Sensory Processing Disorder and Compulsive Skin Picking
Dermatillomania, or excoriation disorder is a complex disorder with no definitive cause for onset. If you investigate what triggered the of onset in a sample group of people who compulsively pick their skin, the conclusions will vary from modelling a family member to stress, neuro-imbalances to anxiety. One often overlooked possibility is the link with sensory processing. Sensory integration has been thought to be associated with body focused repetitive behaviors (BFRBs), whereby the act of picking the skin, pulling the hair or biting the nails provides a form of sensory input that either dampens an overstimulated brain or stimulates an understimulated one. The concept of sensory seeking behavior is not new. In 1972 occupational therapist Jean Ayres defined the term sensory integration as "the neurological process that organizes sensation from one's own body and from the environment and makes it possible to use the body effectively within the environment". When a person has difficulty with any aspect of that process, it is classified as a sensory processing disorder or SPD. Coincidentally the same initialism is used for dermatillomania, also known as skin picking disorder (SPD).
The role of sensory modulation disorder in dermatillomania
There are three subtypes of SPD, namely sensory modulation disorder, sensory-based motor disorders and sensory discrimination disorder. In sensory-based motor disorders disorganized processing results in problems with balance, motor planning, coordination, postural control and/or endurance. As the name suggests, sensory discrimination disorder is when the individual struggles to make sense of the sensory input they are receiving. It may take them longer than average to determine exactly what they’re looking at, hearing, or feeling. Sensory modulation disorder describes a group of individuals who struggle to process and regulate the sensory input they receive in terms of intensity, frequency duration, complexity, and novelty. This particular subtype of SPD is further divided into another 3 subtypes:
- Sensory over-responsivity
- Sensory under-responsivity
- Sensory craving/seeking
Over-responsivity is when the individual experiences a heightened sensory input, regardless of the level of sensory stimulation received, which results in stress to the body. This can then compel the individual, without even being aware, to seek sensory inputs to counter this effect on the body, known as sensory soothing behaviors. Conversely, sensory under-responsivity is the when the individual experiences a dampened sensory input, leading to sensory seeking behaviors. In seeking sensory stimulation, people tend to go to the sites where there are many nerve endings. Hands, feet, mouth and the scalp are common places. It would thus stand to reason that skin picking, nail biting, cheek biting, nose picking, and hair pulling - all body focused repetitive behaviors (BFRBs), be targets for sensory seeking behaviors. Touching, rubbing, pickng and pulling at the skin or perceived imperfections of the skin provides tactile stimulation.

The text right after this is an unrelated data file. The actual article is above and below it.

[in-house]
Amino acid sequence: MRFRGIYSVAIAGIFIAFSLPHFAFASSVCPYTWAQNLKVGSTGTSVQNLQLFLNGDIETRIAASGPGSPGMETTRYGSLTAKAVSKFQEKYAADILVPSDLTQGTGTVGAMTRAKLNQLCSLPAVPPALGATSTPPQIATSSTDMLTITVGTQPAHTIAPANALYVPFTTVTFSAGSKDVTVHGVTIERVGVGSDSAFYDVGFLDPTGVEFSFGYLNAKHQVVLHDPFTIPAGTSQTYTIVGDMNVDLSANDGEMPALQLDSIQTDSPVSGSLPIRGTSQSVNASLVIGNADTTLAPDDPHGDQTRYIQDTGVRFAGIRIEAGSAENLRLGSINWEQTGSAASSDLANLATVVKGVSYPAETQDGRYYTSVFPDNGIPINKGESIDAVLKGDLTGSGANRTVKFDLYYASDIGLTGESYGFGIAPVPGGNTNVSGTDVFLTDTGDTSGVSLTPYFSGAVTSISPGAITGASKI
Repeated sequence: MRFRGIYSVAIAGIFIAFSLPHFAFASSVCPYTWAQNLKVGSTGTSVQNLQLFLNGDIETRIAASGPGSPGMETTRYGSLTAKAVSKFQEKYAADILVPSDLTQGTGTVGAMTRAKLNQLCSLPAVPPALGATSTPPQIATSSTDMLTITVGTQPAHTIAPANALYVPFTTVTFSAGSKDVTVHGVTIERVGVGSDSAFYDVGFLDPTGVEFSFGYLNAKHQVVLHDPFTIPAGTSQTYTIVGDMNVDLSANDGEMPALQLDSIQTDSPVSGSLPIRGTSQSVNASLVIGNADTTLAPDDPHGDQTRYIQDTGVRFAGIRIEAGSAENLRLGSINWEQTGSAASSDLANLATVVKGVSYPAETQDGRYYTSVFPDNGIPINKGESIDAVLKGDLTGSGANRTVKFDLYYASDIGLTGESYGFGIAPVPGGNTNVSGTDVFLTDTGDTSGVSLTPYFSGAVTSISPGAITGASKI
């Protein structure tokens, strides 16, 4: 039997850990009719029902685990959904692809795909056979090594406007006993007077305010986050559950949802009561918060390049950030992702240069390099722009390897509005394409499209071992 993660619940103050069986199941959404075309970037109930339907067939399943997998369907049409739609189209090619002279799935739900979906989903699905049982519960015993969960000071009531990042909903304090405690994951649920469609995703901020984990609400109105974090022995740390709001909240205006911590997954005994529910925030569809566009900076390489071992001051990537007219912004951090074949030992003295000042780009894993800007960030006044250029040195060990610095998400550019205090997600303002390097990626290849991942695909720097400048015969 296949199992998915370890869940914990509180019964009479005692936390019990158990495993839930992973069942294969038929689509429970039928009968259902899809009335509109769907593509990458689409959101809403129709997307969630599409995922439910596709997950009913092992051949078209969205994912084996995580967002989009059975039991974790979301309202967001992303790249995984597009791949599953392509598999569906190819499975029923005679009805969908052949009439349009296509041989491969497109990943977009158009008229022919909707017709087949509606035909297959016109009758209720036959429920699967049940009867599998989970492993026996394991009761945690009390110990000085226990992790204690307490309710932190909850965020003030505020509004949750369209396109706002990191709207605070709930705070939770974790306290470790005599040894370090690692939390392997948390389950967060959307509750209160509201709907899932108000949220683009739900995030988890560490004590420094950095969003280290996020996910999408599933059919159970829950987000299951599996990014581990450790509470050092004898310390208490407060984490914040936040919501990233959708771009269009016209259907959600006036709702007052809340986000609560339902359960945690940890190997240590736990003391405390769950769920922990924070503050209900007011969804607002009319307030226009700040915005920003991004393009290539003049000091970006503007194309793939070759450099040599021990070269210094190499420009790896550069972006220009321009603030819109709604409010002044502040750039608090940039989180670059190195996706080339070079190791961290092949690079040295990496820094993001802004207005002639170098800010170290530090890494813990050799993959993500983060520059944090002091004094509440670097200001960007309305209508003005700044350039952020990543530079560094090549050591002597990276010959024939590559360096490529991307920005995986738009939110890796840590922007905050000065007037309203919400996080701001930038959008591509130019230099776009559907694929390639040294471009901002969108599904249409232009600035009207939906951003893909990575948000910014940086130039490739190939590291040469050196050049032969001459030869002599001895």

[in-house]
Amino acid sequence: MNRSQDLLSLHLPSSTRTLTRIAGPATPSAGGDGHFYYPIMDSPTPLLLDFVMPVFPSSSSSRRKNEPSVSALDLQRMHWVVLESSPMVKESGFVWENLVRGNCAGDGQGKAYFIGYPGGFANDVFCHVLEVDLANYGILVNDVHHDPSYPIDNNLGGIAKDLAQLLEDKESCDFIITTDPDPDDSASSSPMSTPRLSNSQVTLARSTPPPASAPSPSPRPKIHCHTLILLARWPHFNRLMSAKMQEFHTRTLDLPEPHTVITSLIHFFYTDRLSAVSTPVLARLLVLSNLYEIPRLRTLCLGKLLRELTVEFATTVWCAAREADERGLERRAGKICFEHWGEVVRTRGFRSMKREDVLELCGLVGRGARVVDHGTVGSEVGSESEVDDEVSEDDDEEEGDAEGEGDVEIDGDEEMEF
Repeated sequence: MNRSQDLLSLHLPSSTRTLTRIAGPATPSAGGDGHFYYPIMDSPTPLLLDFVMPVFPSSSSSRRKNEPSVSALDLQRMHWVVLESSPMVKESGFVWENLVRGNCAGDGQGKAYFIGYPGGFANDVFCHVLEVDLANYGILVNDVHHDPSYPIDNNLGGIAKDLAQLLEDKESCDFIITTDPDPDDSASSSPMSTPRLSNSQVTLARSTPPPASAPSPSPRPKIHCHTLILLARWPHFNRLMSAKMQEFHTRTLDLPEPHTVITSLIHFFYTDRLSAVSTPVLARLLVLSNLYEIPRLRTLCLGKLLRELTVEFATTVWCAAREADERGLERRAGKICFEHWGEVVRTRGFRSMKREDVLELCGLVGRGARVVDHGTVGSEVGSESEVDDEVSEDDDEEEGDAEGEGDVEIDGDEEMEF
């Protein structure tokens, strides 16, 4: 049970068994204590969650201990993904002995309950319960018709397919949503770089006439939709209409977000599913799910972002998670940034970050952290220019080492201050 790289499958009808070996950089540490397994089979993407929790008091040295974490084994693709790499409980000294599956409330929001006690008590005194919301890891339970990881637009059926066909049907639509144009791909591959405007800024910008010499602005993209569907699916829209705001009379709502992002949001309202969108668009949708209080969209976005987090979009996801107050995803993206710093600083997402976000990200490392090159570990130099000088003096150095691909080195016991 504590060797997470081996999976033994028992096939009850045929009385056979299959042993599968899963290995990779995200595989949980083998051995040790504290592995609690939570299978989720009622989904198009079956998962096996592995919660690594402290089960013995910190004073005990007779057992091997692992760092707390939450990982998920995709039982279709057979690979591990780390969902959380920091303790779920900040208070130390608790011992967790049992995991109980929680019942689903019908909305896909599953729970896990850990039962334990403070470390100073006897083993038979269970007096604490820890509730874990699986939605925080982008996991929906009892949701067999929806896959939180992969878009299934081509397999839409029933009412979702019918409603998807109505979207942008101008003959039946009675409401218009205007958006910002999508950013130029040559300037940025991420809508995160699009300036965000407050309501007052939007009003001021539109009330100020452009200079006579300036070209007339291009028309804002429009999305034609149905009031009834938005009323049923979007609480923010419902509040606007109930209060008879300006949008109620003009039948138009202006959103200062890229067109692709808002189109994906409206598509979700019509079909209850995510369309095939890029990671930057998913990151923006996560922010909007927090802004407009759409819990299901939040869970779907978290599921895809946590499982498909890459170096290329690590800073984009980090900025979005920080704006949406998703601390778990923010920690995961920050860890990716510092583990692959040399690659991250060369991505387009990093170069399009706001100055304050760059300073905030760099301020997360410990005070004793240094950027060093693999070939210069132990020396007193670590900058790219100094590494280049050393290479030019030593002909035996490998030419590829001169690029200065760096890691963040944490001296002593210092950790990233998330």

Implications for treatment
Although there is a very likely link between SPD and dermatillomania, research and scientific evidence into this connection is lacking. It is also important to make the distinction that dermatillomania is not a sensory processing disorder, but rather that the presence of a sensory processing disorder may precipitate its onset. Research suggests that there are wide differences in the way individuals experienced the condition so there is no one treatment fits all recipe. Dr Penzel, a prolific expert and researcher in the fileld of BFRBs, recommends the use of Dr. Masuetos comprehensive treatment approach, which addresses the biological, behavioral, and cognitive needs of each patient to build recovery plans that they can maintain. However, establishing a link with sensory processing in an individual client opens up the possibility of a range of clinically proven treatments in sensory integration, often provided by sensory integration specialists.The first step is to identify whether the individual is seeking stimulation or sensory soothing and in response to what stimuli. This will enable the person to pre-empt these situations so that they may find ways to block or replace skin picking with less destructive sources of stimulation or self-soothing. It is recommended that further research be conducted in to the link between sensory processing disorder and BFRBs such as dermatillomania, and an investigation into the potential role of sensory integration occupational therapy in the treatment of these disorders, particularly among children and teens.